How to Make Sourdough Starter
All great sourdough bread recipes begin with a sourdough starter recipe and this easy starter is no nonsense! Making your own sourdough starter is so simple and it’s almost impossible to ruin. Keep it in the fridge to use in so many classic sourdough recipes.
Easy Sourdough Starter
Everyone’s baking bread right now….and buying puppies. I guess the things that seem to take a ton of time and patience are finding their way into homes to keep us busy. My secret is, I’ve always loved baking bread and keep a Sourdough Starter in the fridge for bread emergencies.
And I bring home random animals way too often.
My family doesn’t know that this starter is what I throw into things that need a bit of tang and a quick rise when I’m out of yeast. So, the yeast shortage right now is no problem because you’re, basically, making your own yeast at home when you make a sourdough starter. And it couldn’t be easier to make.
Making sourdough starter from scratch isn’t fussy or complicated. It all begins with flour and water…..and a little bit of time. That’s it. Easy Peasy!
What is Sourdough Starter?
Before you could buy a commercial active dry yeast in a jar or packet at the store, there was wild yeast. Wild yeast can be found just about anywhere like in your flour or in the air. But it must be cultivated into a form that’s suitable for baking and to do that, you create a sourdough starter.
A sourdough starter is simply a combination of water and flour that’s been allowed to hang out for a few days on your counter or other warm place. After a day or so, bubbles will begin to form in the starter and that’s when you know the yeast is becoming active.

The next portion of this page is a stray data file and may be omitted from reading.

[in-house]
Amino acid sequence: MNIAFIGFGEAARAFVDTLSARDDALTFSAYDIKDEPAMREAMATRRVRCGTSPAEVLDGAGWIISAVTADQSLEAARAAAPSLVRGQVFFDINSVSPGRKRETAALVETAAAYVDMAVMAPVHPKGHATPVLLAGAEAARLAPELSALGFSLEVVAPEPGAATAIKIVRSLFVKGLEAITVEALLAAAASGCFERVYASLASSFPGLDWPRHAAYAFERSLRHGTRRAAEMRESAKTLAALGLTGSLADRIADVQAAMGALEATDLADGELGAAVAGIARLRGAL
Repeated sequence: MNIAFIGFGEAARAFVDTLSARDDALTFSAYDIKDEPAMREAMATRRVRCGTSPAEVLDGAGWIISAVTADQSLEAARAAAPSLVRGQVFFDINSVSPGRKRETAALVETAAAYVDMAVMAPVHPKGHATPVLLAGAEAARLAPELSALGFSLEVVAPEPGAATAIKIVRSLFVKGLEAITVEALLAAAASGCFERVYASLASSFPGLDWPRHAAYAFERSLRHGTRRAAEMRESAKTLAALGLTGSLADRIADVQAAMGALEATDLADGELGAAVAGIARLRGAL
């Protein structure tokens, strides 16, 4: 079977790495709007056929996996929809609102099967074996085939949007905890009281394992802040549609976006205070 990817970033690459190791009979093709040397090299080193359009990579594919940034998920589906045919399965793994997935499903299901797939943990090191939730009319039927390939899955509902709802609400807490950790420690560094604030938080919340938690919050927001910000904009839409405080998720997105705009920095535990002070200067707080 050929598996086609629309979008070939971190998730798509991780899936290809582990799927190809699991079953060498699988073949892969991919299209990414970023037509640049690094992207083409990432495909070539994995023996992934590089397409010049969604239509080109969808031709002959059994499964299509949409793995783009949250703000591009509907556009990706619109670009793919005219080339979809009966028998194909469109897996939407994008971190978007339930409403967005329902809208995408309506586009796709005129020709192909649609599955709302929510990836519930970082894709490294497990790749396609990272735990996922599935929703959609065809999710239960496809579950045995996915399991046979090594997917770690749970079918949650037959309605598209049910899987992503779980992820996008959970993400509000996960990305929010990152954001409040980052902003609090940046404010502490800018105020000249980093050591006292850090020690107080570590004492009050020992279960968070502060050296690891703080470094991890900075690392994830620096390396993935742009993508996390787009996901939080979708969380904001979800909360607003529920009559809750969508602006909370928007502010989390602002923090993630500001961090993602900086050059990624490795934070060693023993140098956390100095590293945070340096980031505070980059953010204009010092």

To keep things moving along, you feed your starter water and flour for the next several days until the mixture becomes light, bubbly and puffy. Once it reaches that stage, it’s ready to be used.
Wild yeast is finicky when it comes to storage, it likes to be kept at cooler temperatures and in an acidic environment. It’s also is much more leisurely when it comes to rise….in that it takes much longer to proof breads.
How To Make It
Although I touched on this a little bit in the last paragraph, making sourdough starter from scratch is super simple to do. The type of flour you use is going to help get things moving more quickly or slowly depending on what you choose.
Wheat flours tend to move things along at a faster pace but since specialty flours are not readily available to everyone, I’ve tested this starter recipe with just about every flour you can imagine.
My favorite sourdough starter recipe begins with a combination of 1/4 cup all purpose flour and 1/4 cup whole wheat flour. Whisk the two together in a bowl until thoroughly combined.
Add 1/4 cup lukewarm water to the flour and stir until no flour is left. The dough will look thick and paste-like. Don’t worry, this is normal and it will literally transform in just one day or less.
Cover your jar or bowl and allow to sit in a warm location, ideally over 70˚F is best, covered with a towel or plastic wrap for 24 hours. (Sometimes, I’ll keep my sourdough starter on top of my dryer while it runs to help speed things along.)
The next day, check to see if your starter has bubbles and has doubled in volume. If it looks the same, cover and allow to sit for another day.
Once your starter has doubled in volume and has a lot of bubbles forming, it’s time to feed.
How To Feed Sourdough Starter
Now that the starter has created some movement and developed those happy bubbles, you have to keep it happy by feeding it.
To feed your starter, you will first remove 1/2 of the starter and discard it. Now, when I say discard it, I actually put it in another container and use it for other recipes like pancakes or waffles or muffins, crackers and biscuits. We, also, LOVE these pretzels…they’re crunchy and addicting.
So, you’re not actually throwing it away but you do need to discard half the starter in order to move forward with feeding your starter.
Once you’re removed half the starter, you can now feed it by adding 1/2 cup flour (at this point, I use all-purpose flour only) and 1/4 cup water. Stir the mixture to combine thoroughly and cover with a towel.
Allow the starter to rest another 24 hours.